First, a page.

I have visited the forest moon of Endor, roamed the corridors of Hogwarts, lit a pipe in the Shire, and walked through the busy streets in King's Landing.
These fictional places often mean more to me emotionally than the physical places I have visited. Imagination has no limits, and in literature, movies, and games, imagination roams free in those realms. Fictional places also help us look upon our existence from new angles or just a healthy break from contemporary noise.
The omnipotent writer or director creates and populates his worlds. Questions of good and evil, human nature, politics, love, and self-realization are brought to life in contexts that obey their laws. Although the worlds are often described in detail, fictional journeys always leave room for your imagination to do its magic.
The latter is especially true for literature. Reading leaves much more room for individual interpretation than watching movies or playing games because the world is not delivered in full color and high definition; it is up to you as a reader to fill out the voids using your imagination. The result is that the same fictional world can look very different depending on who the recipient/reader is.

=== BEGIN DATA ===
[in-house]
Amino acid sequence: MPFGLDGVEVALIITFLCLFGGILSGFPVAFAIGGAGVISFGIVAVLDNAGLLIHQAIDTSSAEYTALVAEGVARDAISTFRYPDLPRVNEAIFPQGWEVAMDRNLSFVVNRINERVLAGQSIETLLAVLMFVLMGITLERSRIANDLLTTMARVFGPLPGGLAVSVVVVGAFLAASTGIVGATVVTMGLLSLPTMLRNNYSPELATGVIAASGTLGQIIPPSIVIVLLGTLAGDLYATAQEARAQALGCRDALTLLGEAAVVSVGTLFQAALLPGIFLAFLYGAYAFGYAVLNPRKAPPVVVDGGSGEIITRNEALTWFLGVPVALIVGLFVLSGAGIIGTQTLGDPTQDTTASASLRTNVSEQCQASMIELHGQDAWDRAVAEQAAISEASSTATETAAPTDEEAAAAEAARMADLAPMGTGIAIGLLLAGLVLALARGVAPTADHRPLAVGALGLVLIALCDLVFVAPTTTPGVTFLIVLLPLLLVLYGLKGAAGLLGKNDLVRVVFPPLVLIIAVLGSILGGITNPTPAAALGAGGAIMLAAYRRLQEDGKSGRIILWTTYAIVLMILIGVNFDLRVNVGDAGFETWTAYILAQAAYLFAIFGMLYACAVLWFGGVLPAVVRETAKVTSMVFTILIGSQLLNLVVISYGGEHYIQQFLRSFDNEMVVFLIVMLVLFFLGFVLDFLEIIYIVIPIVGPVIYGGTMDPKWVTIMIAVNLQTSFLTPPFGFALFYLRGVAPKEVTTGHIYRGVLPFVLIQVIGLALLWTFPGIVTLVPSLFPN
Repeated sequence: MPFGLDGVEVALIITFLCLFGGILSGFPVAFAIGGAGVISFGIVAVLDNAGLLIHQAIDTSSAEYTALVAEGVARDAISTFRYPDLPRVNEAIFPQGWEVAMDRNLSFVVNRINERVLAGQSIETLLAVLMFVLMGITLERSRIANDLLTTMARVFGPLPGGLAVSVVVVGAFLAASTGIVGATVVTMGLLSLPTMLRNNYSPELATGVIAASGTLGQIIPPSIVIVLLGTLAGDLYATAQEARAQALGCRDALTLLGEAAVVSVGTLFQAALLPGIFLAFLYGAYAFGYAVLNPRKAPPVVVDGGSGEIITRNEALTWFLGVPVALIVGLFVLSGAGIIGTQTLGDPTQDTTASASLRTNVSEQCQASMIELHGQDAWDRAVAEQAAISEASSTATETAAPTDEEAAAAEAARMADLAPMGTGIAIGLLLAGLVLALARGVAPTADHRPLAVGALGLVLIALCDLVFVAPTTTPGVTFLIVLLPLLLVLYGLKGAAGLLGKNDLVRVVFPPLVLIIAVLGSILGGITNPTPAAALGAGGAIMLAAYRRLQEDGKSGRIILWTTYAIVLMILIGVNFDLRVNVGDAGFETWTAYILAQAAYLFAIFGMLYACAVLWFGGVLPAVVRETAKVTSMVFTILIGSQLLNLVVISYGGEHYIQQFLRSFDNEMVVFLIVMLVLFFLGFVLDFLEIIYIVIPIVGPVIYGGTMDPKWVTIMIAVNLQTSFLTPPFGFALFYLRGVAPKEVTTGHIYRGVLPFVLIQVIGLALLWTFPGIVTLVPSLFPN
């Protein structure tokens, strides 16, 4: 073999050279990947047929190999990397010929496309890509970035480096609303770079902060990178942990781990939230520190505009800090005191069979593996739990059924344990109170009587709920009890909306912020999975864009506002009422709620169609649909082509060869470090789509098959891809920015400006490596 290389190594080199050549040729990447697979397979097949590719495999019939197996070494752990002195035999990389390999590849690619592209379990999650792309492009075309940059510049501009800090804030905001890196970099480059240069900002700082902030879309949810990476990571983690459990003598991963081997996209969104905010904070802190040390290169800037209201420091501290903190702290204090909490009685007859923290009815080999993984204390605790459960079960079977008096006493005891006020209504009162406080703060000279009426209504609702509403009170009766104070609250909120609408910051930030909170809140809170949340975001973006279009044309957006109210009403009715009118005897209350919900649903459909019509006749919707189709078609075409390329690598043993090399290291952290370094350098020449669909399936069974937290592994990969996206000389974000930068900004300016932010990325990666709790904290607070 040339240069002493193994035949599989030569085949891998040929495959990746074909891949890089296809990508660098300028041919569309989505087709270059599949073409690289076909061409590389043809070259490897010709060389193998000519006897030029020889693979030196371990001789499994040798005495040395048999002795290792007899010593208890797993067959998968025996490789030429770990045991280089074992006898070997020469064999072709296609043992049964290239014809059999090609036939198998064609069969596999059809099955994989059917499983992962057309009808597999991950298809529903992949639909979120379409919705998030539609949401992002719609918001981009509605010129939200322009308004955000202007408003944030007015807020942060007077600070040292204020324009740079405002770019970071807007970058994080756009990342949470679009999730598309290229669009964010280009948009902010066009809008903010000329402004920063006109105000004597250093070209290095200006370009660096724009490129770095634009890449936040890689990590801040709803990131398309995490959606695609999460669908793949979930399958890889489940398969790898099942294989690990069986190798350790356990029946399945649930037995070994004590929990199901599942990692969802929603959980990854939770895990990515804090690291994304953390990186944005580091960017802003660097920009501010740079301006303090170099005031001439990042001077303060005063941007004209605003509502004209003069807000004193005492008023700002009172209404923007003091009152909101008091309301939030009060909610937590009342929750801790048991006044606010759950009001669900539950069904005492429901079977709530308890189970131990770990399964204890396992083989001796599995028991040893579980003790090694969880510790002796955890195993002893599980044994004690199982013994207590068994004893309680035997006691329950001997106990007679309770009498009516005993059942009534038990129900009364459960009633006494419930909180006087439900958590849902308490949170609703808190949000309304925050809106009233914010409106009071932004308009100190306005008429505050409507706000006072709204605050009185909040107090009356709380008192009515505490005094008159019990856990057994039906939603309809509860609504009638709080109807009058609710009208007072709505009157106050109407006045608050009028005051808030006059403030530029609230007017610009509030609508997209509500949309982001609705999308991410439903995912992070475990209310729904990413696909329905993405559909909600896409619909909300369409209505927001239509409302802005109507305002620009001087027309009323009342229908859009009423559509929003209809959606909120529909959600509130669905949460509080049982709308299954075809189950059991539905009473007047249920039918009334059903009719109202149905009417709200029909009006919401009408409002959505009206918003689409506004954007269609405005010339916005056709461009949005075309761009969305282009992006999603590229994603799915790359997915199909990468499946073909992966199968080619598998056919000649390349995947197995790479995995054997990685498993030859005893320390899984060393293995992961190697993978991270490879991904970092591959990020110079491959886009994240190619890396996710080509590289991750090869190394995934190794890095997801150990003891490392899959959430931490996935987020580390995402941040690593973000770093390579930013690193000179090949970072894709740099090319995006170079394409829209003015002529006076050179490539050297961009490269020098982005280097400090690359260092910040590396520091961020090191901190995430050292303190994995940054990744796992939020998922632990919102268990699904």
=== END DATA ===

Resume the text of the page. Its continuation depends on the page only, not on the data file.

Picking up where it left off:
James Gurney's Dinotopia is a marvelous place to visit. Waterfall City is an incredible city where humans and dinosaurs live side by side. The culture is as rich as its libraries and museums.
The island has a varied landscape and a very diverse climate. You can experience anything from warm and tropical to wintry and snow-filled.
Gotham is the hometown of Bruce Wayne (a.k.a. Batman) in DC Comics' fictional world. It is often portrayed as a dark place with high crime rates, yet offers the traveler a lot of beauty and nostalgia.
Gotham's population consists of eccentrics, peculiar individuals with an exaggerated sense of fashion and ideas off the beaten track.